8.) IoT & IIoT

The machine-machine, human-machine, and human-human real-time connectedness together comprise the internet of things in manufacturing. It includes IIoT, internet of skills, internet of services, internet of systems, and shop floor IoT. The internet of things combines real-time data, machine intelligence, and human skills, resulting in faster, efficient, and cost-effective manufacturing processes.

A Turkish startup, Hubbox, provides a secure industrial remote connection device for manufacturing companies. Currently, machines are still connected through a complex network of wires; however, Hubbox enables wireless connectivity between machines by creating a shop-floor internet of things solution. The device comes with WAN, LAN, and WiFi interfaces and makes use of secure SSL certificates and advanced encryption methods.

9.) Advanced Robotics

Advancements in robotics make the processes in industry 4.0 faster, efficient, and safer The use of robots offers higher precision and agility while improving the capability of rapidly developing customizable robots. Robots also free up time for the human workforce to focus on other non-repetitive or high-value tasks. The most prominent robotic technologies impacting manufacturing include autonomous robots, collaborative robots (cobots), collaborative autonomous mobile robots, humanoid, mobile robots, cloud robotics, APIs, pick and place robots, and robot swarms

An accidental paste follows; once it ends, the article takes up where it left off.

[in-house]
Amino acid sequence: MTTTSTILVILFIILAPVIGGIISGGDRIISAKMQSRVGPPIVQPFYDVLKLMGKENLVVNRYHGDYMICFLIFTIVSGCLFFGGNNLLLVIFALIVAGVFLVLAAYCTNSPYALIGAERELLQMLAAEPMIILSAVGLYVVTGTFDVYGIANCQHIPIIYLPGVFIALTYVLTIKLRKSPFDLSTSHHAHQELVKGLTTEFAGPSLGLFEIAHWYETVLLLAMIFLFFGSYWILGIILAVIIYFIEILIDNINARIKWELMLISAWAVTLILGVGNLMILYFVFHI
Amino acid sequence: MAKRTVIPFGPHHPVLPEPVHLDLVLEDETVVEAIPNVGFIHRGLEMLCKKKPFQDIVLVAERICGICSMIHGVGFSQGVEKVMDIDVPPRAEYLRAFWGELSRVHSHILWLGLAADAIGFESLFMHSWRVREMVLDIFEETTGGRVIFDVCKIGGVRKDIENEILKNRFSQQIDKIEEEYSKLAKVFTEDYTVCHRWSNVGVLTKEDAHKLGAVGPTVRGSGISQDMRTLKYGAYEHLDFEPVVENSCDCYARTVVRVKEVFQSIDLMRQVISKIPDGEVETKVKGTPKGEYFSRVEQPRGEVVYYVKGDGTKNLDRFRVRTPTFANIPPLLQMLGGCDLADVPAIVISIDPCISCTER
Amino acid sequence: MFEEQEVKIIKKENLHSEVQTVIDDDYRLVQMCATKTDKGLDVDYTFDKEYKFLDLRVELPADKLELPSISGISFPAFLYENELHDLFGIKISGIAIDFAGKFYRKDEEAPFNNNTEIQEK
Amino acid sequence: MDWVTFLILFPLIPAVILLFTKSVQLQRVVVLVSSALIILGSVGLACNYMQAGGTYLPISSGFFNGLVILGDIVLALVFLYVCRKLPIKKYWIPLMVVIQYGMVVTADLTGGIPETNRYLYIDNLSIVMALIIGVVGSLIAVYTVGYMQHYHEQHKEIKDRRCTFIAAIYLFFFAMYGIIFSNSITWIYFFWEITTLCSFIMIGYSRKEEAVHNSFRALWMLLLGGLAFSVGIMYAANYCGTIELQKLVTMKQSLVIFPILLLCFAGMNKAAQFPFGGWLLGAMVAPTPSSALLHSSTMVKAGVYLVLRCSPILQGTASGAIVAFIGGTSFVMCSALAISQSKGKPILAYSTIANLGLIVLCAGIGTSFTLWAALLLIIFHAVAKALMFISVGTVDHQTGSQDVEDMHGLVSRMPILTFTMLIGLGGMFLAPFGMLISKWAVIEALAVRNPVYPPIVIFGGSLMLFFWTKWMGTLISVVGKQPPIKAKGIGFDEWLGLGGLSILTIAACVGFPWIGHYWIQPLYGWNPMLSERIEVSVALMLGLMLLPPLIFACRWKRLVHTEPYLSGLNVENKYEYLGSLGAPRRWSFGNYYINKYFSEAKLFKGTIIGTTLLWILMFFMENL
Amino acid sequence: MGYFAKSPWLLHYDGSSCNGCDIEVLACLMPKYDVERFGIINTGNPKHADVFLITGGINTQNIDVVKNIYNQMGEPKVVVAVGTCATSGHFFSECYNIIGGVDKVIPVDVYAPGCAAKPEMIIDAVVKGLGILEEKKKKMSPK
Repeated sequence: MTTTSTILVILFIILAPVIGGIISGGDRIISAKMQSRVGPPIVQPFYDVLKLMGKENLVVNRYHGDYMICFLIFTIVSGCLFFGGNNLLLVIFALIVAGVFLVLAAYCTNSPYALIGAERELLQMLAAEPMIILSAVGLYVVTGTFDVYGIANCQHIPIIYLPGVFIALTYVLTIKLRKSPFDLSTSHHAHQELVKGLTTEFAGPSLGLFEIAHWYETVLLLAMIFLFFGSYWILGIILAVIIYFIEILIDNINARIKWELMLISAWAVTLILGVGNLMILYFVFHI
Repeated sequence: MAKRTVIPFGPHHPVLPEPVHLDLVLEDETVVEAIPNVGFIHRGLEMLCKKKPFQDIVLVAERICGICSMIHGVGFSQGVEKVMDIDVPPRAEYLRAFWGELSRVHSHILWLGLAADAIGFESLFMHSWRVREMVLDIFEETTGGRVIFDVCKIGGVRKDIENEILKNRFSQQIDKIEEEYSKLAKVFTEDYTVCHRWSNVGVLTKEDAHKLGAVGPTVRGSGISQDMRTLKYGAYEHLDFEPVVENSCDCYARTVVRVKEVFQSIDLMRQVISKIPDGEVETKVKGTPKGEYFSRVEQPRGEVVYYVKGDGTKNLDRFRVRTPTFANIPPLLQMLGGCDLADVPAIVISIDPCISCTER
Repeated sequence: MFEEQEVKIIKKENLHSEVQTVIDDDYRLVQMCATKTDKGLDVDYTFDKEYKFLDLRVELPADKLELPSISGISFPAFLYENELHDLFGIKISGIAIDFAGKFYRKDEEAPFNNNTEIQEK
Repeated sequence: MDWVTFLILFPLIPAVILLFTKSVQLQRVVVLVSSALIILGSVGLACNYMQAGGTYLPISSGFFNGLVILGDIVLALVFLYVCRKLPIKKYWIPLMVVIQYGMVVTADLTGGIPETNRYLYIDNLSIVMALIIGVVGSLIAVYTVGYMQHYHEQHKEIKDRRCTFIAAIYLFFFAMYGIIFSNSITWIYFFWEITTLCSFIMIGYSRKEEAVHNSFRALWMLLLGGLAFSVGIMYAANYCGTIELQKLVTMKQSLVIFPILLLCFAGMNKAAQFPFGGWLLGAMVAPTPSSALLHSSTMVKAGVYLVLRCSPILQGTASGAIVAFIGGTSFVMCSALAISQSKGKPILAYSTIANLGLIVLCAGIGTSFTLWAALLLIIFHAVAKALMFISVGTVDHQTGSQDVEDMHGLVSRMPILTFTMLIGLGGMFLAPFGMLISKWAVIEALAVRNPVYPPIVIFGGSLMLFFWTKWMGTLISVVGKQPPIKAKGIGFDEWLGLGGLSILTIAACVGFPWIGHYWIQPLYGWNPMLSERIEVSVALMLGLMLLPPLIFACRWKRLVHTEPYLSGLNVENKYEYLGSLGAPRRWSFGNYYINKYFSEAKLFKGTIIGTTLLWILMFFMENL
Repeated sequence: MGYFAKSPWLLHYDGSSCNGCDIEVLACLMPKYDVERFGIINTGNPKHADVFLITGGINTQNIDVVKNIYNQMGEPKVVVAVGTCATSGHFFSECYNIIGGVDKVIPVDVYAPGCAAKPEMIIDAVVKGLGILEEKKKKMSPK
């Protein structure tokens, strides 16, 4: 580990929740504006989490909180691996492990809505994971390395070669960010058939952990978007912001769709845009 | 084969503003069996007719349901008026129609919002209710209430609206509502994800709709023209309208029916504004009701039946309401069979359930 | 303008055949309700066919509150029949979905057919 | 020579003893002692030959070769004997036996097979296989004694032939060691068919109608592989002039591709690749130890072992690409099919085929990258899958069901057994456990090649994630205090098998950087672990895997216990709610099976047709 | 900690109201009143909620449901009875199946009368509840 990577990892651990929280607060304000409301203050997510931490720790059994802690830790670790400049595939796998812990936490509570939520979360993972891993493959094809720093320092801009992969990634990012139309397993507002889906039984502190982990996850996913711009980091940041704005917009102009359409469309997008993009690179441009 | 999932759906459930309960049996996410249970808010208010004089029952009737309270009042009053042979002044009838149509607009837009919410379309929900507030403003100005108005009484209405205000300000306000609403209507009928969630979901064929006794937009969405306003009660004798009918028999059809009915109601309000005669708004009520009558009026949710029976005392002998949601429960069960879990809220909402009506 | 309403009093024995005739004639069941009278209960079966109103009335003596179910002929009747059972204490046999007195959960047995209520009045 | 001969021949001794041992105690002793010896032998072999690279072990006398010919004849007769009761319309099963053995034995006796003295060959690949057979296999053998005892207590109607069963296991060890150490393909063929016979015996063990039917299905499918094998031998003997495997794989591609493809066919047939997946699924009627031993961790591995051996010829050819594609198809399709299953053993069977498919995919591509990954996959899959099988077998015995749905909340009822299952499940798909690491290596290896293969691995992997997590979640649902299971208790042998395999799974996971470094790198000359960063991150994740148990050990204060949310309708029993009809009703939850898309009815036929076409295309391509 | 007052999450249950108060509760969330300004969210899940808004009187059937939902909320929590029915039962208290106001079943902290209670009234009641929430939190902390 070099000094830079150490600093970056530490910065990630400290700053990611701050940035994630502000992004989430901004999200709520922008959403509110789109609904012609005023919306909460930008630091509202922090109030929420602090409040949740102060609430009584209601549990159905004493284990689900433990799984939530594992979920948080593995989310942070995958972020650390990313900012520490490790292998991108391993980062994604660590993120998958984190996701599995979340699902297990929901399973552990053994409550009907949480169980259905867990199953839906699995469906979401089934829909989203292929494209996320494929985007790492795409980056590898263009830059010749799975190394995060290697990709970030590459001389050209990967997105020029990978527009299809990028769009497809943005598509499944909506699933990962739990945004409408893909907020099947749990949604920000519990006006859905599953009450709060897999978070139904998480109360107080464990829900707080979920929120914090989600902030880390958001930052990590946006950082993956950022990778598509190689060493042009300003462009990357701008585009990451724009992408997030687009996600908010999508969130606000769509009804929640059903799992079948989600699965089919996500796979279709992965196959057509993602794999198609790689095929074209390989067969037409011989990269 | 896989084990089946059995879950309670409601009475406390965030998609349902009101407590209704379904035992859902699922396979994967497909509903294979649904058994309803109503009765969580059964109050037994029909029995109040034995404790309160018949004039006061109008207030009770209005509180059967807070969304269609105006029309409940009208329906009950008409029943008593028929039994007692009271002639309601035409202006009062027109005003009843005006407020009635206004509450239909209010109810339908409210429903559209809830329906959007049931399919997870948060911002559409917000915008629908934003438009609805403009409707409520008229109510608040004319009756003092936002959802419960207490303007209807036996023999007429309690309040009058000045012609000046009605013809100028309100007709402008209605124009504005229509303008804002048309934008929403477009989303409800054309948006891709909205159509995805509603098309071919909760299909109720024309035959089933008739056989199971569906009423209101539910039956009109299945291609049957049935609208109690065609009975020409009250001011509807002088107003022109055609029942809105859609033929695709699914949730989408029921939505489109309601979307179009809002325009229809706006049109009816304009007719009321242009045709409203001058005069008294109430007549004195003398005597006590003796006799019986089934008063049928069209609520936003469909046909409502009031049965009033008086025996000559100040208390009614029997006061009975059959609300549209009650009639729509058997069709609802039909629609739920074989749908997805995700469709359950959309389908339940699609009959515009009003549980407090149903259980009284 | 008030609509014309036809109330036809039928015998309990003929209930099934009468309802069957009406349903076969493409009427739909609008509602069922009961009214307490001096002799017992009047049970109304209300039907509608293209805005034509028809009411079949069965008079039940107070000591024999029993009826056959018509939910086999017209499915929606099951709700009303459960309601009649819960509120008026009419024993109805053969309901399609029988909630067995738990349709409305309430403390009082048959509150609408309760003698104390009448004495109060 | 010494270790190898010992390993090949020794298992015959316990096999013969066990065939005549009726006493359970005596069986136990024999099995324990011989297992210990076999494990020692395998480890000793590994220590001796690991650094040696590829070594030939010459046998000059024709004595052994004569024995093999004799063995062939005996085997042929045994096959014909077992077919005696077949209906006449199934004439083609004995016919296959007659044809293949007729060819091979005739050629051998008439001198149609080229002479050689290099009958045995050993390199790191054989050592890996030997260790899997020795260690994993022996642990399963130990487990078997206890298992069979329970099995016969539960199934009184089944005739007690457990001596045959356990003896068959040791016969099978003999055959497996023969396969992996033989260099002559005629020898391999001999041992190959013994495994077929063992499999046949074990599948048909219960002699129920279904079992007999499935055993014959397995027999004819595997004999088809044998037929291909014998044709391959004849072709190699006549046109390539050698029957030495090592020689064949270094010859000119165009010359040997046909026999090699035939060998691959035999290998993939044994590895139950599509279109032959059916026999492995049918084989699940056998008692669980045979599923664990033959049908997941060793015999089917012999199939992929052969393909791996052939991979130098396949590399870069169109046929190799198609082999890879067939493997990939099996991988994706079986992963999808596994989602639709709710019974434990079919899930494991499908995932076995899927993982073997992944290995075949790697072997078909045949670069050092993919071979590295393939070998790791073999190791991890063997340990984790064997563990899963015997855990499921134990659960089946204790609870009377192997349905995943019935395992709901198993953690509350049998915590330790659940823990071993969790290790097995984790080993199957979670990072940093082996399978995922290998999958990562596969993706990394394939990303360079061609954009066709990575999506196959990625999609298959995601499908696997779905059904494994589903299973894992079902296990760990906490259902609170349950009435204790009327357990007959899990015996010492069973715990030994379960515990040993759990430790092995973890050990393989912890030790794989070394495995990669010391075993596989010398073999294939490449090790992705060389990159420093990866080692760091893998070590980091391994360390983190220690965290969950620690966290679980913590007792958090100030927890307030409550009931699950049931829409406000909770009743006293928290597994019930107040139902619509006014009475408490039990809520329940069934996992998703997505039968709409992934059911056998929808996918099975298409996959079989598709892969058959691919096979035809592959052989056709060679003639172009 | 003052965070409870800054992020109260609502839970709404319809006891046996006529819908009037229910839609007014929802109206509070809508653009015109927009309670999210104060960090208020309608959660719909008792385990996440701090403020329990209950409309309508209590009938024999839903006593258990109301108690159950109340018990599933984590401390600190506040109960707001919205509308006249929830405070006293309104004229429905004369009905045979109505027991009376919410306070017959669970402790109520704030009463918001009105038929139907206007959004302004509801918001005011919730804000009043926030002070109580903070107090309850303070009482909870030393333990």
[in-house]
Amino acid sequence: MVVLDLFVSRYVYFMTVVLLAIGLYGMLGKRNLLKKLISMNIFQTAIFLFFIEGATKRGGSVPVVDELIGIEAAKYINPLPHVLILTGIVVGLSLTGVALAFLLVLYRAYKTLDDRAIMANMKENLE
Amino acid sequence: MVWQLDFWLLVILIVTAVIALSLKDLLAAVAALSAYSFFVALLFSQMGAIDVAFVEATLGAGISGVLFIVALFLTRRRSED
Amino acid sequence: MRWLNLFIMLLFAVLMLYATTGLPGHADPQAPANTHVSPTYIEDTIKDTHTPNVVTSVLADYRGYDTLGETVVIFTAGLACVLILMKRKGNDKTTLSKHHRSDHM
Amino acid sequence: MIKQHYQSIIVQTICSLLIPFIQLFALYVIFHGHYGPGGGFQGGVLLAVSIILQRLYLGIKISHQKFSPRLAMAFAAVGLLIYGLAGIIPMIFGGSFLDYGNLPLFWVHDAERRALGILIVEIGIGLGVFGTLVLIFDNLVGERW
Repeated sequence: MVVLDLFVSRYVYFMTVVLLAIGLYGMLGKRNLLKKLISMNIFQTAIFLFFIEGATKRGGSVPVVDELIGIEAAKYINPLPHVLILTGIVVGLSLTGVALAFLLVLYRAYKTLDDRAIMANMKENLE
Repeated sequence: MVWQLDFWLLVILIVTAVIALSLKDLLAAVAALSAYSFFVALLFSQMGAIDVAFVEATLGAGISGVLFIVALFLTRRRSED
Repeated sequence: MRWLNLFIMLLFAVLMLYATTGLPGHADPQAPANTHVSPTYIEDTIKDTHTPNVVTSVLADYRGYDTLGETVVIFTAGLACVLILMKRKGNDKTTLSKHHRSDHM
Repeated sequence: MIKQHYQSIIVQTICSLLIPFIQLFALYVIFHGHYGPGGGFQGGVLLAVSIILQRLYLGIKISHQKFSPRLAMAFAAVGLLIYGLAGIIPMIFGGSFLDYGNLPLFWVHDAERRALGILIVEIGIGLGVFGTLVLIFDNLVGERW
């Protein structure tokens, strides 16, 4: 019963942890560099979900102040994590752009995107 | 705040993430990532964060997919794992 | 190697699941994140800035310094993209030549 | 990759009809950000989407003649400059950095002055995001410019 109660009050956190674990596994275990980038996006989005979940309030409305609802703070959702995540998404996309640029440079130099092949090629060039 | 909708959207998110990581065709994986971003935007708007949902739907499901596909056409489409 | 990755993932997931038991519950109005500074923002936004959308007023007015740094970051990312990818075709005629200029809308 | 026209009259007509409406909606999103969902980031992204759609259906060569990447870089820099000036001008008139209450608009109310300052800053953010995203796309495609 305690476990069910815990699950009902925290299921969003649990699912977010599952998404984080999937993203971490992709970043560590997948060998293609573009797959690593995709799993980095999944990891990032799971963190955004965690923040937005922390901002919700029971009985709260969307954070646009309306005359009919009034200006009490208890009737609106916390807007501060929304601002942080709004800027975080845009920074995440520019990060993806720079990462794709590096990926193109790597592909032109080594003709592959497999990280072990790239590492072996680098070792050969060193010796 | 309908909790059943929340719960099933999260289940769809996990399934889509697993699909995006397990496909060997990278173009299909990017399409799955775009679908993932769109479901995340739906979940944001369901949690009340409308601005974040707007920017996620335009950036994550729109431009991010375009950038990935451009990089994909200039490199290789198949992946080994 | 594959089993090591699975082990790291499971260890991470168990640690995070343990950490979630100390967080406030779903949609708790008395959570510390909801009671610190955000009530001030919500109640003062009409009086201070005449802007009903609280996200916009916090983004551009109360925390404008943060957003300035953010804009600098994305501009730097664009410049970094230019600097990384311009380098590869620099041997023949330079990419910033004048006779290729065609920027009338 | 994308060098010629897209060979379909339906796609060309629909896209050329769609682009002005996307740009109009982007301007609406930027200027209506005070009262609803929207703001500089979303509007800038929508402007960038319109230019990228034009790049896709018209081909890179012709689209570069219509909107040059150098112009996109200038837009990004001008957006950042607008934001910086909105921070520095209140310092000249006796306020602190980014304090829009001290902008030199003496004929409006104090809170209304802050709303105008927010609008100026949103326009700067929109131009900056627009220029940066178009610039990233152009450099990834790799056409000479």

One form of advanced robotics already out there to help industrialists comes from Bulgarian startup Giga Automata, which offers a cobot, Animoto. Cobots increase the efficiency of human-performed tasks as they are designed to work alongside the human workforce. Cobots, in general, are easy to set up, flexible, and low-cost when compared to other robots. Animoto specifically has 6 degrees of freedom with a precision of 0.1 mm and carries up to 5 kg of load within a 1-meter reach, with a speed of up to 2 m/s.

10.) Cyber Security, Transparency, & Privacy

Finally, the flow of information due to the connectedness in Industry 4.0 is raising concerns about security, transparency, and privacy. As the manufacturing practices are increasingly becoming personal and customizable, the data management practices done outside and within the shop floor will hugely influence the appeal of the company. The transmission and processing of sensitive industrial data need to be done securely to avoid cyberattacks on critical industrial facilities.

A Spanish startup, Alias Robotics, has developed a robot immune system (RIS), an endpoint protection platform for robots. This solution provides malware protection to robots and robotic components, while the modular architecture of RIS gives the system flexibility and adaptability and caters to a variety of robots. The use of industrial robots in all stages of manufacturing is necessitating innovations like RIS.

Overall, the industrial world is turning upside down from what we once considered a traditional factory floor, but the changes are for the better. As mounting challenges face the manufacturing sector with a major focus on optimizing production and balancing costs, rapid advancements in emerging technologies such as the industrial internet of things (IIoT) and others are enabling companies to tackle these challenges head-on by choosing the most suitable technologies to invest in. And as technological progress continues, it is important for factories and production facilities to be proactive and identify potentially disruptive changes at an early stage.

Matt Vulpis

Matt Vulpis is a fresh out of college writer/journalist, already with a myriad of published articles across a variety of topics and industries. He is very passionate about writing, as well as sports, and television/film. While he enjoys writing articles pertaining to business tech, he wants to one day write a TV show as a head screenwriter. He has a bachelors in journalism with a minor in sports studies from Quinnipiac University.